In short: Smith is getting what has always been coming.

Various Liberal members told the Nine mastheads that 'he is delusional' and 'Tim just hasn’t grown out of his Scotch College dormitory.' The Age reporter Sumeyya Ilanbey revealed that Liberals were angry that when Smith did eventually call them, he didn’t apologise for the crash; he was only wanting to canvass support.

Even the Herald Sun attacked Smith mercilessly. They reported that various Liberals were sick of Smith’s behaviour:

'He’s prolonging the inevitable and doing enormous damage to himself and the party…He needs to start thinking about his next career.'

Two op-eds derided Smith and hounded him to resign. You know when the Herald Sun attacks a Liberal member, you are struggling.

Yet who is still supporting Smith? Whilst the State liberals are abandoning him, powerful federal politicians are staying put.

The Age reported that Michael Sukkar, Greg Hunt, Josh Frydenburg and Alan Tudge are all privately campaigning for Smith to stay on, in open defiance of the state’s Liberal Leader.

This should come as no surprise to anyone versed in federal politics.

This is a federal Liberal Party that has evaded all aspects of personal responsibility. It refused to stand down then Attorney-General Christian Porter over historic rape claims and did not urge him to stand down as a minister when he refused to say who donated to his defamation suit against the ABC.

When he eventually stood down on his own accord, they refused to refer him to a privileges committee on the advice of the speaker to investigate the funds.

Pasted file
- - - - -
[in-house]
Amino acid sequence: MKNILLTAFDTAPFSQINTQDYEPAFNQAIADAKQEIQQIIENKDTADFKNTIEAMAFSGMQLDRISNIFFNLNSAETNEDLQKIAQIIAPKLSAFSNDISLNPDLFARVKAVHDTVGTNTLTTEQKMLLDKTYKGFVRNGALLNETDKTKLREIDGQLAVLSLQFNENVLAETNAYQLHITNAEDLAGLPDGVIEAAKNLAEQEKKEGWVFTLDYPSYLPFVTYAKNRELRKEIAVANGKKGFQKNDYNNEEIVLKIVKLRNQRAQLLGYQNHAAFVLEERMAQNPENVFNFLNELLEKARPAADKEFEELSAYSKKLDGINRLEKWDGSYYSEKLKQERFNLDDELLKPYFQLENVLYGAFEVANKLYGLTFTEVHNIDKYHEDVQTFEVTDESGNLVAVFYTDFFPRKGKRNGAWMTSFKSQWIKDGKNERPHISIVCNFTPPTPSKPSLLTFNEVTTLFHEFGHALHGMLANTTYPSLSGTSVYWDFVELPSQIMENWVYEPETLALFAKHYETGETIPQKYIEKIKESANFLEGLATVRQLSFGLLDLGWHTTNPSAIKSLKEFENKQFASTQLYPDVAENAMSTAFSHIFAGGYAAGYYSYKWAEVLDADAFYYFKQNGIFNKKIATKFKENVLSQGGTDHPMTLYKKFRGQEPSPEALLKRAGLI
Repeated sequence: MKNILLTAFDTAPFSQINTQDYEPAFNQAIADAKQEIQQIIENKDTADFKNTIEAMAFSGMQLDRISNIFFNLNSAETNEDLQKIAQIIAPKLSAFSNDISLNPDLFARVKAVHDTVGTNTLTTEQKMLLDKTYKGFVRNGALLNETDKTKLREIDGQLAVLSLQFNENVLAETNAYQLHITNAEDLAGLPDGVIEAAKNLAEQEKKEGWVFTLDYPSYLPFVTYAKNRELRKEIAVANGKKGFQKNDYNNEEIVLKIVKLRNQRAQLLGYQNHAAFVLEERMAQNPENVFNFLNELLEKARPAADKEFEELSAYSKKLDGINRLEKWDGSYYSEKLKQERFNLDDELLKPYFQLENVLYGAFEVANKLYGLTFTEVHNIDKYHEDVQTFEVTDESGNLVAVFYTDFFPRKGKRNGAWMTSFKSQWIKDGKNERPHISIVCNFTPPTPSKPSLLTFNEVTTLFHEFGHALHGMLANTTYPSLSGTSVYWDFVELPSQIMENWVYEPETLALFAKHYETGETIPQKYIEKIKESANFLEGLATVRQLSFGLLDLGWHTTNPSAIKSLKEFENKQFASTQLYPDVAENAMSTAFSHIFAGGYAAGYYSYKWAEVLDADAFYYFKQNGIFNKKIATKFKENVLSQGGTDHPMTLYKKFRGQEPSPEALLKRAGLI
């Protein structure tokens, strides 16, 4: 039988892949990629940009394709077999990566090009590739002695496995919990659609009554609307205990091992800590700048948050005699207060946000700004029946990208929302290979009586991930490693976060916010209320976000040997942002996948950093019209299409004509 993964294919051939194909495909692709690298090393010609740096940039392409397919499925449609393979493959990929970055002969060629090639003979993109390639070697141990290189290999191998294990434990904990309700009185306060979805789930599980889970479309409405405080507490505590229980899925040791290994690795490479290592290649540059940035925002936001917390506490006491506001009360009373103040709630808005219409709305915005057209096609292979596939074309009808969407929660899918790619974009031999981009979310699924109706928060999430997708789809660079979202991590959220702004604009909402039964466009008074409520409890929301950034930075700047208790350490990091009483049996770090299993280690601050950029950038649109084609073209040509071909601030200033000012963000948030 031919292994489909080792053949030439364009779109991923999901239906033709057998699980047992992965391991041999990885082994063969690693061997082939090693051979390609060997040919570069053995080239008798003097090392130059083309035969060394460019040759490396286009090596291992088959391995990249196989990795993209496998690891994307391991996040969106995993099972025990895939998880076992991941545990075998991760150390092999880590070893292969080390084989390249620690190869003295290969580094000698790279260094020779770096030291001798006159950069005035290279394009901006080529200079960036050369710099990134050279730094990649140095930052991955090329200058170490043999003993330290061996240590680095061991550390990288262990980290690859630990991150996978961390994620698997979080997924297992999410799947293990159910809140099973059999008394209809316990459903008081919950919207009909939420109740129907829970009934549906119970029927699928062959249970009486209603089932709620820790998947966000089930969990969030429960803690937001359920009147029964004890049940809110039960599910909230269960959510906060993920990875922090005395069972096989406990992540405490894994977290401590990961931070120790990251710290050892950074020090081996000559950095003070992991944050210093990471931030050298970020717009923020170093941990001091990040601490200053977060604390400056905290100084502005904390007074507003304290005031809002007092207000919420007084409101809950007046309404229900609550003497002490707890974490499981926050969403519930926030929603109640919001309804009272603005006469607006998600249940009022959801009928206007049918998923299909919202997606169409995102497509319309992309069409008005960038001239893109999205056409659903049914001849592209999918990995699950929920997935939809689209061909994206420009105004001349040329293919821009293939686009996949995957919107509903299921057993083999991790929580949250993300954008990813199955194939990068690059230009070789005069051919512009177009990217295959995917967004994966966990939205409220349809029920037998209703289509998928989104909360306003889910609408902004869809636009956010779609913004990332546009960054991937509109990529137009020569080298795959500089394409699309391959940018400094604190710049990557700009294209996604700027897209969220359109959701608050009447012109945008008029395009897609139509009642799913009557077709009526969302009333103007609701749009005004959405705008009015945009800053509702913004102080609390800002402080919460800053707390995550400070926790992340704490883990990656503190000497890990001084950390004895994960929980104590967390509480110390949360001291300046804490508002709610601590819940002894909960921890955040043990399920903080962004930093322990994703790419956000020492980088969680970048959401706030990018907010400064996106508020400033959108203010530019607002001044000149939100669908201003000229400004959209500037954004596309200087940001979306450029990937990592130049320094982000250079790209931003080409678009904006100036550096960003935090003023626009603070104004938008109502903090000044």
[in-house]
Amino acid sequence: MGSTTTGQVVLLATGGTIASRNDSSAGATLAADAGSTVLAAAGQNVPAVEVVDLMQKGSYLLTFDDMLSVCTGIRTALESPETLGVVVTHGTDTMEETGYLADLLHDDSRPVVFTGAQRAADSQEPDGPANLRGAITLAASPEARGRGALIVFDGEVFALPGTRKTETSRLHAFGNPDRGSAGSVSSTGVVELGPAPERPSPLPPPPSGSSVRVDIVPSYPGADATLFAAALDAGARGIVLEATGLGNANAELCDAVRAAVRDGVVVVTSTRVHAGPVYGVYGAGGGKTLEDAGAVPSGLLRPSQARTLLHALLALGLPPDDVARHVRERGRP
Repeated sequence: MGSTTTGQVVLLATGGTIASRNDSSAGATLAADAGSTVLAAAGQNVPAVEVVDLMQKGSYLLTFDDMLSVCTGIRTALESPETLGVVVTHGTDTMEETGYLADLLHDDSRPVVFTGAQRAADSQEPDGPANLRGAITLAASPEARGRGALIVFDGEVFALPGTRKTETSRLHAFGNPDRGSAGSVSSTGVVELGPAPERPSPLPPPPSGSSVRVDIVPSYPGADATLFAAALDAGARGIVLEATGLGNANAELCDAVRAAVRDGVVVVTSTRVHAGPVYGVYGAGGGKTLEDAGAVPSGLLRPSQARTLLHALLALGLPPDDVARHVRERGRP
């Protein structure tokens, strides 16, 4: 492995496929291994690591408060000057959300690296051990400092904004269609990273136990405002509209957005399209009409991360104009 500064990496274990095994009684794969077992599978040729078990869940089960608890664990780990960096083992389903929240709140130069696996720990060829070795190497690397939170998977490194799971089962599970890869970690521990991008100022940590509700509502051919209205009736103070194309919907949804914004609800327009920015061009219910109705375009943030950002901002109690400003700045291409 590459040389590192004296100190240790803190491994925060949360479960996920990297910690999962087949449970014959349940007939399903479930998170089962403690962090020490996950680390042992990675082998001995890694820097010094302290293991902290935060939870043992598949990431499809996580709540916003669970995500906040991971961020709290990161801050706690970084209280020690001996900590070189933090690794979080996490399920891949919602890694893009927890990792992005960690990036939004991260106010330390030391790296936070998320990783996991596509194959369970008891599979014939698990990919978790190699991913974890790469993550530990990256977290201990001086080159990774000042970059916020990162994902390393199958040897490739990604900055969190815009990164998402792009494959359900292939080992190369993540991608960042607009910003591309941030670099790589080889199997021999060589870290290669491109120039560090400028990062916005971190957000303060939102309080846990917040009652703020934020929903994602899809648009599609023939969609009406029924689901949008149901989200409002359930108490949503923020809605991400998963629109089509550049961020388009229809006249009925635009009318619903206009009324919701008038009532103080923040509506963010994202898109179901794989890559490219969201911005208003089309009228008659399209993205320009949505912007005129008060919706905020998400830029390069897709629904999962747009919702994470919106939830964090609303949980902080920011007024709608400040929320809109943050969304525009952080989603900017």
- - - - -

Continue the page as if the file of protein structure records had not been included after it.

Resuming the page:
The various pork-barrelling accusations that have plagued the Coalition Government have only led to one minister resigning: Bridget McKenzie, who is now hilariously back on the frontbench.

This is the record of a Party which has feigned responsibility at every turn for sexual abuse scandals, climate change and the dreaded Robodebt.

How can it be any surprise, then, that they support a man who was two feet away from ploughing through an eight-year old’s bedroom wall? As former Prime Minister Tony Abbott lamented in The Australian:

'It would be a discredit to our great party were a spirit of petty censoriousness to end the public life of one of our best Victorian talents.'

This hyperbolic statement from one of Australia’s least regarded former prime ministers is not a surprise. Neither is the Federal Liberal Party openly undermining their state leader less than 12 months out from an election.

But perhaps the saddest thing is the lack of surprise registered when a politician makes a grave error and still stays in his position. Until recently, this was a rarity. Even in the first term of the Howard Government, seven ministers resigned through various scandals.

The age of responsibility is dead. In its place lies a bastion of smouldering self-entitlement, whereby image is everything. Governments would rather weather the media storm, knowing that there are a lot of friendly media allies to placate their stance, than do the right thing.

It is no wonder so many are so disenfranchised with the political class in this country.

It is likely Smith will eventually have to go, even if it is not by his own accord. But in many ways, the damage is already done. The last nail in the political accountability coffin has been hammered in.

After all, if someone won’t quit after they drunkenly smash their car into a house, play hard and fast with the truth and then backstab their own leader, when will they?

Dechlan Brennan is a freelance writer advocating for mental health and welfare reforms in Australia.